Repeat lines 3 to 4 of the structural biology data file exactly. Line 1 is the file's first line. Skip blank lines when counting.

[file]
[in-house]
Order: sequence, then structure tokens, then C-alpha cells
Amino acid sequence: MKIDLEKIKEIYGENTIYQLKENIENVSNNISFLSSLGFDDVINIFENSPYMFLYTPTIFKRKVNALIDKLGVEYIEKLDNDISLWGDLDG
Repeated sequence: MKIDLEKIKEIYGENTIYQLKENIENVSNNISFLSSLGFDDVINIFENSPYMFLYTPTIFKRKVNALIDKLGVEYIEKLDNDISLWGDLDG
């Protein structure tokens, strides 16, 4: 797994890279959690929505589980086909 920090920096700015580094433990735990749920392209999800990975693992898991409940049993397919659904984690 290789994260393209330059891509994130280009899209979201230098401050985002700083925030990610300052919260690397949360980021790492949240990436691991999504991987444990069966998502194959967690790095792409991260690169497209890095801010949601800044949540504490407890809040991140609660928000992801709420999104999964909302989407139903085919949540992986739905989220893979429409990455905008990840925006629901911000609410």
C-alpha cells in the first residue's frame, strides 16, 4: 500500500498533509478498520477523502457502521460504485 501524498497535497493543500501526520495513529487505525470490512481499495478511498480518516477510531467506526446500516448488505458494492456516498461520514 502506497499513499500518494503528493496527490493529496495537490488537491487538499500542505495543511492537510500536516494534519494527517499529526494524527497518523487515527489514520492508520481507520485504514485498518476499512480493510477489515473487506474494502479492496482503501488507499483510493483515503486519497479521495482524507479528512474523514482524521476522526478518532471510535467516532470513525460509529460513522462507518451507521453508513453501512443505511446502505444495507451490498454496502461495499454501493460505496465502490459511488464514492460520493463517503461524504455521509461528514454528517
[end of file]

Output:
Amino acid sequence: MKIDLEKIKEIYGENTIYQLKENIENVSNNISFLSSLGFDDVINIFENSPYMFLYTPTIFKRKVNALIDKLGVEYIEKLDNDISLWGDLDG
Repeated sequence: MKIDLEKIKEIYGENTIYQLKENIENVSNNISFLSSLGFDDVINIFENSPYMFLYTPTIFKRKVNALIDKLGVEYIEKLDNDISLWGDLDG